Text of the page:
House investigators have issued subpoenas to 10 more former officials who worked for Donald Trump at the end of his presidency, an effort to find out more about what the president was doing and saying as his supporters violently stormed the U.S. Capitol on Jan. 6 in a bid to overturn his defeat.
The subpoenas, including demands for documents and testimony from senior adviser Stephen Miller and Press Secretary Kayleigh McEnany, bring the House panel tasked with investigating the insurrection even closer inside Trump’s inner circle — and to Trump himself. They come a day after the committee subpoenaed six other associates of the former president who spread mistruths about widespread fraud in the election and strategized about how to thwart President Joe Biden’s victory.
“The Select Committee wants to learn every detail of what went on in the White House on January 6th and in the days beforehand,” said Mississippi Rep. Bennie Thompson, the Democratic chairman of the panel. “We need to know precisely what role the former president and his aides played in efforts to stop the counting of the electoral votes and if they were in touch with anyone outside the White House attempting to overturn the outcome of the election.”
It is so far unclear if the panel will subpoena Trump, though the committee’s leaders have said they haven’t ruled anything out. The panel subpoenaed several other former Trump advisers last month, including former White House Chief of Staff Mark Meadows and longtime ally Steve Bannon. The House voted to hold Bannon in contempt after he said he would not comply.
The panel has said it wants to not only investigate the attack itself but its origins, namely the lies that Trump spread about massive voter fraud even though all 50 states had certified the election and courts across the country rejected his claims.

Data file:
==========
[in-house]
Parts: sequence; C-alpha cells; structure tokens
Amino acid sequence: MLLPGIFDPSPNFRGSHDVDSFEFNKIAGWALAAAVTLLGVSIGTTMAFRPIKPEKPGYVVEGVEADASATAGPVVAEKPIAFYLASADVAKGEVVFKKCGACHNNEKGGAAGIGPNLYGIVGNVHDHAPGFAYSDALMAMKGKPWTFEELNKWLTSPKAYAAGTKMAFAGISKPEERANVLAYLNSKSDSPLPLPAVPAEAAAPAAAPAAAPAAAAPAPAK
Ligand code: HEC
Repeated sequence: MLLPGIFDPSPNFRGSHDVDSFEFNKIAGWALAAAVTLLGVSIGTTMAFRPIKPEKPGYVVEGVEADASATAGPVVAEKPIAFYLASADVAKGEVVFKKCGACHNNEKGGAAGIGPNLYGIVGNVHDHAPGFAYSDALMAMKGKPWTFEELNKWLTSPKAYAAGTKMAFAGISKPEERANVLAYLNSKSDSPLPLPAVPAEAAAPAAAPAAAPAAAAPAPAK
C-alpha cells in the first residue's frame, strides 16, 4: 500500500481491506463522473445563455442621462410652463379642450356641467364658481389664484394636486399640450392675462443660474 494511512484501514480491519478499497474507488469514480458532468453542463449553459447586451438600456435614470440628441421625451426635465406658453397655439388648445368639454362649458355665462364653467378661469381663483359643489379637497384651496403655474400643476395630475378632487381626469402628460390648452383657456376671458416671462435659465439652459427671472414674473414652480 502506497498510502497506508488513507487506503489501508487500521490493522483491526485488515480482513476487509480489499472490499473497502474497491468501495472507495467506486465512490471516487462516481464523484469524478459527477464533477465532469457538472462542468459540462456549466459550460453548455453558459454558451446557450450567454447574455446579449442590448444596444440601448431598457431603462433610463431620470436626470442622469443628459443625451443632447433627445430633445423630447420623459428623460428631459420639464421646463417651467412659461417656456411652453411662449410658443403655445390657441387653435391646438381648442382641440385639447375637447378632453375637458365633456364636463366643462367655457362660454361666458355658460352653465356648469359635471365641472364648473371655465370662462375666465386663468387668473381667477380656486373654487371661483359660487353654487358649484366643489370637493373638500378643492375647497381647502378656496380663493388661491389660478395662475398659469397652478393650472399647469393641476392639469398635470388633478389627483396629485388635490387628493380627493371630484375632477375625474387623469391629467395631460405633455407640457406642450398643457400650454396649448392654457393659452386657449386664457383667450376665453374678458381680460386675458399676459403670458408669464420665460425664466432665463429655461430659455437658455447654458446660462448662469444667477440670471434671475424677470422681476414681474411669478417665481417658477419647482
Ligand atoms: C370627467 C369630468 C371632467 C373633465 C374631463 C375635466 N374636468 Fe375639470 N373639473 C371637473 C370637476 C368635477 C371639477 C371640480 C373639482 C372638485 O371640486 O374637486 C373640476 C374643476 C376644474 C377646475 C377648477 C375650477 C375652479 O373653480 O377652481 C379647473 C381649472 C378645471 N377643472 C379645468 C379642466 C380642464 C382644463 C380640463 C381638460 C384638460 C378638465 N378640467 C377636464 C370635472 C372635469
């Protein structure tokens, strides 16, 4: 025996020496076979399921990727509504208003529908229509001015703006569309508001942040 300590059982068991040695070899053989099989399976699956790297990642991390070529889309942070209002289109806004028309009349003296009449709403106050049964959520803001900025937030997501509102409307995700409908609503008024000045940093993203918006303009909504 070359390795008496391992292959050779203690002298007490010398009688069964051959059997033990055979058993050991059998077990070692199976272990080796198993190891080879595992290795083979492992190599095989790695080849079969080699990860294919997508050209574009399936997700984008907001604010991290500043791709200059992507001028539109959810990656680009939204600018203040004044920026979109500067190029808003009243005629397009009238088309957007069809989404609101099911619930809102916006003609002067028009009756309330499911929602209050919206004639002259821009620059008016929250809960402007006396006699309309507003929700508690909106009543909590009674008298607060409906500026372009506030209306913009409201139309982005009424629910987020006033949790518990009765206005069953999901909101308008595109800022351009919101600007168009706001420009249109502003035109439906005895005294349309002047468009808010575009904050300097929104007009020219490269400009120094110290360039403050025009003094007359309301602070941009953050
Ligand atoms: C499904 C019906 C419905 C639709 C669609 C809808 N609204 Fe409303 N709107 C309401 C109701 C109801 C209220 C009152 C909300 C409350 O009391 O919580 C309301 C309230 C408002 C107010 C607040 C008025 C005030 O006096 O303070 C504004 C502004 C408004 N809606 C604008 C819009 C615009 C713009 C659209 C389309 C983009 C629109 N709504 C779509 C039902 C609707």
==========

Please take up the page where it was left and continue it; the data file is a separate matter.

The committee said Tuesday that it had issued subpoenas for Miller, who the panel said “participated in efforts to spread false information about alleged voter fraud” and McEnany, who lawmakers said was present at times with Trump as he watched the insurrection and spoke at a rally that morning.
The panel is also demanding documents and testimony from Keith Kellogg, former Vice President Mike Pence’s national security adviser, writing in the subpoena that it wants to hear from him because “you were with President Trump as the January 6 attack on the U.S. Capitol unfolded and have direct information about the former president’s statements about, and reactions to, the Capitol insurrection.” It also says that according to several accounts, Kellogg urged Trump to send out a tweet aimed at helping to control the crowd.
Other former Trump aides subpoenaed include personal assistant Nicholas Luna, special assistant Molly Michael, deputy assistant Ben Williamson, deputy chief of staff Christopher Liddell, personnel director John McEntee, special assistant Cassidy Hutchinson and Justice Department official Kenneth Klukowski.
The committee said Klukowski communicated with senior Justice Department official Jeffrey Clark about a letter Clark sent to Georgia election officials urging them to delay certification of the voting results in that state because of purported fraud.
The letter also said Clark and Klukowski spoke before a Jan. 3 meeting at the White House in which Trump contemplated replacing acting attorney general Jeffrey Rosen with Clark.
The committee has also subpoenaed Clark, who appeared for a deposition last week and declined to testify.
Mary Clare Jalonick, Eric Tucker and Jill Colvin report for The Associated Press.